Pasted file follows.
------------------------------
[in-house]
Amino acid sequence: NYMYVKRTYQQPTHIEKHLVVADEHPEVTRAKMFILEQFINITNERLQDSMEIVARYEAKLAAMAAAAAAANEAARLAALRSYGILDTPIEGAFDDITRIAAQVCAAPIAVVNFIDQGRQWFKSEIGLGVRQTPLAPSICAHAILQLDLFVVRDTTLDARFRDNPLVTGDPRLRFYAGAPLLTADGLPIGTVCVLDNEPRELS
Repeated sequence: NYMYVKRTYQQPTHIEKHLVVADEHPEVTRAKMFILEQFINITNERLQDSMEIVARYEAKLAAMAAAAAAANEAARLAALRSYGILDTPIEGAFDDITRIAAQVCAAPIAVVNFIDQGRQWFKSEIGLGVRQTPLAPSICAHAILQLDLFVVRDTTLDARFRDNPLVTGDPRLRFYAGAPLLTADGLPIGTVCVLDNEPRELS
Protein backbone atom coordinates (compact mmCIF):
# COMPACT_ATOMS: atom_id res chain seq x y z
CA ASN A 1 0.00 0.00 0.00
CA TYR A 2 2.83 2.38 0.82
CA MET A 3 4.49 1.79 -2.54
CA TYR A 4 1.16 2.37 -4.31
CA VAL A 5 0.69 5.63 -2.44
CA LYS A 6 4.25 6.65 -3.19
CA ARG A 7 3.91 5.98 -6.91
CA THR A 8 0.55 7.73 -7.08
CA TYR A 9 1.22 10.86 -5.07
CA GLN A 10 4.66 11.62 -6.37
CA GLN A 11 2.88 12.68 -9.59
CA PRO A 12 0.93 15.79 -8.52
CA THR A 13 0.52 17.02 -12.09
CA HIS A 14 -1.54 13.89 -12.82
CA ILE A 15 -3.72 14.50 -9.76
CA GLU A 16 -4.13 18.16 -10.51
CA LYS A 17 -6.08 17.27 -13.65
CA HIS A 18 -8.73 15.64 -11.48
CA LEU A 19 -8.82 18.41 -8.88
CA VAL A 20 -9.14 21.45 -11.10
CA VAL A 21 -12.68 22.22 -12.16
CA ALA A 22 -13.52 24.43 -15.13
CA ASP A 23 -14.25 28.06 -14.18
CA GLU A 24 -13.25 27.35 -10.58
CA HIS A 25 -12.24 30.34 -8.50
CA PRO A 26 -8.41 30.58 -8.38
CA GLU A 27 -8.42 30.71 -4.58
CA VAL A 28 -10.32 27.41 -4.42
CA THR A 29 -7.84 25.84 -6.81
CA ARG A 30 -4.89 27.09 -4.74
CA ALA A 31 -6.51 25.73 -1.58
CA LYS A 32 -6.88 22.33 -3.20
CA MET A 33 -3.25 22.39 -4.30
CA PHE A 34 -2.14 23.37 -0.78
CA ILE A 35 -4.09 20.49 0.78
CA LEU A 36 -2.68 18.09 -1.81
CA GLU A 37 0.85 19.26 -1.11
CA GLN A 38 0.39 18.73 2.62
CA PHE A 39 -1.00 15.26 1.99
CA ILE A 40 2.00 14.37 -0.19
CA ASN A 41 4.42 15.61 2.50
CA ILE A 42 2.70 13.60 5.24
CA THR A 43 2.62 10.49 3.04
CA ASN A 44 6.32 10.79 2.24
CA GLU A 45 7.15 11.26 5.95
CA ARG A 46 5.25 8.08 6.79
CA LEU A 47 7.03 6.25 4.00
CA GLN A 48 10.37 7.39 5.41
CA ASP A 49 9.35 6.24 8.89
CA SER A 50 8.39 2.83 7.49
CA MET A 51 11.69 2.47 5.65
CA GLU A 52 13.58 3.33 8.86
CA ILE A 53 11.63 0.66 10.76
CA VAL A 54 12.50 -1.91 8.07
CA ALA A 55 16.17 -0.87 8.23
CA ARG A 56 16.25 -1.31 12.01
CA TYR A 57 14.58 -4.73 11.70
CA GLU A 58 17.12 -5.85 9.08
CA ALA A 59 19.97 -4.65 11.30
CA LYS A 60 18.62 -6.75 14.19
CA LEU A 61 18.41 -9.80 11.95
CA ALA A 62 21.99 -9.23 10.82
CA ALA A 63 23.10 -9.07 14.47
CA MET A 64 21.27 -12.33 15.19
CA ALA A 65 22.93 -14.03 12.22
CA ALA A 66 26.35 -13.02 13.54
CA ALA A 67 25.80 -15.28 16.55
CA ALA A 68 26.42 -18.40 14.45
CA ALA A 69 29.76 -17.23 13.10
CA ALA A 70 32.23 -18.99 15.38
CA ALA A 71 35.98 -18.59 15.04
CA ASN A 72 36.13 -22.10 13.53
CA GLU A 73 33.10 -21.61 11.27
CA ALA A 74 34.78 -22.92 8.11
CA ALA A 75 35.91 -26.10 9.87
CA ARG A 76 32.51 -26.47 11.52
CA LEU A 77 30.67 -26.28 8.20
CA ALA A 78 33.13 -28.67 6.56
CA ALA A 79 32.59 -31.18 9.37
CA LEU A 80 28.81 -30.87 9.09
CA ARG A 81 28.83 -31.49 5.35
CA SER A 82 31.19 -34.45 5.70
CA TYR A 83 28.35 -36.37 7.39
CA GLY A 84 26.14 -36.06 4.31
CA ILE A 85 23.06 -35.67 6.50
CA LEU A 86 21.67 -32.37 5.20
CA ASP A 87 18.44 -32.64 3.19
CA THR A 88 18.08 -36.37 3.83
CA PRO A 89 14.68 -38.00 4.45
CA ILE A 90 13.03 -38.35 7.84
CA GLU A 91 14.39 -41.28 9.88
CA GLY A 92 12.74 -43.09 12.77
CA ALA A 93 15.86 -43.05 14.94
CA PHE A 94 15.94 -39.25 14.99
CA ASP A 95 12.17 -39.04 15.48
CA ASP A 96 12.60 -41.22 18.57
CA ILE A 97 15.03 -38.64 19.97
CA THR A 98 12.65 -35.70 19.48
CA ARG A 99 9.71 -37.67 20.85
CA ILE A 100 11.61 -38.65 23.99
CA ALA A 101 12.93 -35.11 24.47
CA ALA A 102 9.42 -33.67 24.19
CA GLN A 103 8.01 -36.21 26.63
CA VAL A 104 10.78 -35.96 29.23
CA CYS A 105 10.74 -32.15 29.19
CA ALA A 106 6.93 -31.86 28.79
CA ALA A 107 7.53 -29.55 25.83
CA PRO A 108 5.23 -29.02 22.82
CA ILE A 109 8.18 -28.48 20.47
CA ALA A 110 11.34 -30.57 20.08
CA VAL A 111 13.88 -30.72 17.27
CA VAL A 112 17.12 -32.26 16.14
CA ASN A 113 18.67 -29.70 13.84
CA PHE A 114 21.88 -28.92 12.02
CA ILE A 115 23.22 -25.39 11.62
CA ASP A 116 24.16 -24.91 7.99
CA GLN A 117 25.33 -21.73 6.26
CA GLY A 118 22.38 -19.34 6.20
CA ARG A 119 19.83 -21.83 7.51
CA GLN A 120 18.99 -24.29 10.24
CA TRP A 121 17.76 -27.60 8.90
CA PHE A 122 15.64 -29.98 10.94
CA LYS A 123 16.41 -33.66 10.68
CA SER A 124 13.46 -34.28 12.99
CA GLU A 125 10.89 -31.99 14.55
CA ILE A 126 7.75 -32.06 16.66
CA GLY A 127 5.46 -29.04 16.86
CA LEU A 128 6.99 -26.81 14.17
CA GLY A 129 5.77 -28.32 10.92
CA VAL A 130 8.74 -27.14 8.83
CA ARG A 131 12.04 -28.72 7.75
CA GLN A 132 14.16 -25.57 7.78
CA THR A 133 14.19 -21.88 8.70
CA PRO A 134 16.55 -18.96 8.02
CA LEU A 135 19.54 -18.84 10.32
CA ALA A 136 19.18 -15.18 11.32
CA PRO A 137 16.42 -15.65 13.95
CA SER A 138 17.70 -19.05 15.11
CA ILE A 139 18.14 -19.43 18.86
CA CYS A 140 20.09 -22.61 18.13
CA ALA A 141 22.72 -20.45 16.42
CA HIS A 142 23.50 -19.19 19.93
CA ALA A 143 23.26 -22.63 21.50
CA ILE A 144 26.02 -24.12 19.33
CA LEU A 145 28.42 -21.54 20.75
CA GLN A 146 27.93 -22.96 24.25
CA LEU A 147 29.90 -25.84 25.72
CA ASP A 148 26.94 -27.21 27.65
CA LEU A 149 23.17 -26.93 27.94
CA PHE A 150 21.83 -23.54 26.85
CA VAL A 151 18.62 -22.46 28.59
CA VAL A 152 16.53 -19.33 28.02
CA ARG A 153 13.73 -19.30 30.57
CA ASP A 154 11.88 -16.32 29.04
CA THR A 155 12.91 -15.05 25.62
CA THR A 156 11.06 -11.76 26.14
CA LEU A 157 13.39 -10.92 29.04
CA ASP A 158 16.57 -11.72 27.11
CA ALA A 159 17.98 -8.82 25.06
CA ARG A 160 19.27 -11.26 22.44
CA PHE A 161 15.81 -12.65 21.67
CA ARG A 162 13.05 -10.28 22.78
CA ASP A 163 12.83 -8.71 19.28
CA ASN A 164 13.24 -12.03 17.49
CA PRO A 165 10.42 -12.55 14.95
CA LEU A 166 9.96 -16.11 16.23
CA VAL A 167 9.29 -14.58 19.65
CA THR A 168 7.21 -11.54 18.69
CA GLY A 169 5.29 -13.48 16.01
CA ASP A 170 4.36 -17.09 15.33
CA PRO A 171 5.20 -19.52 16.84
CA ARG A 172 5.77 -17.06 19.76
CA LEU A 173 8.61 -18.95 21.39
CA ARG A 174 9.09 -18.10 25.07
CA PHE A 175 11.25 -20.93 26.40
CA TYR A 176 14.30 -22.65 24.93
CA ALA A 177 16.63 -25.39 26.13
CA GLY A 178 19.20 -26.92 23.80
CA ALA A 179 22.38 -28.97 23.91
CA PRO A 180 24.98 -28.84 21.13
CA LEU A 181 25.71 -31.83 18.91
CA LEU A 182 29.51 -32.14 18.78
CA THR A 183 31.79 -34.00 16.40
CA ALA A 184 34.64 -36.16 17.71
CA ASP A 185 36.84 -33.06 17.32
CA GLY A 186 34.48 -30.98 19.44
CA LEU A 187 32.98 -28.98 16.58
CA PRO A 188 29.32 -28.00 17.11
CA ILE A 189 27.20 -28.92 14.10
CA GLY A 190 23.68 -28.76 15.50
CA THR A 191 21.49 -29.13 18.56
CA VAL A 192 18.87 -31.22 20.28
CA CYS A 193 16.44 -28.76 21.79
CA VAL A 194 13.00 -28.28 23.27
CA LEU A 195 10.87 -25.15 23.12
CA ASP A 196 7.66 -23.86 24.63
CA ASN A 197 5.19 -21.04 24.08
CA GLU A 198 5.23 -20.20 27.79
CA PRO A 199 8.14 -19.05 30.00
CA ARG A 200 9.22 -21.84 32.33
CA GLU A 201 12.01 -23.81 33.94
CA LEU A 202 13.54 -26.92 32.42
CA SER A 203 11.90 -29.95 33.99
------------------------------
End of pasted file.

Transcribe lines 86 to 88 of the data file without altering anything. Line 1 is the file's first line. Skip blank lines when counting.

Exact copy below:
CA ARG A 81 28.83 -31.49 5.35
CA SER A 82 31.19 -34.45 5.70
CA TYR A 83 28.35 -36.37 7.39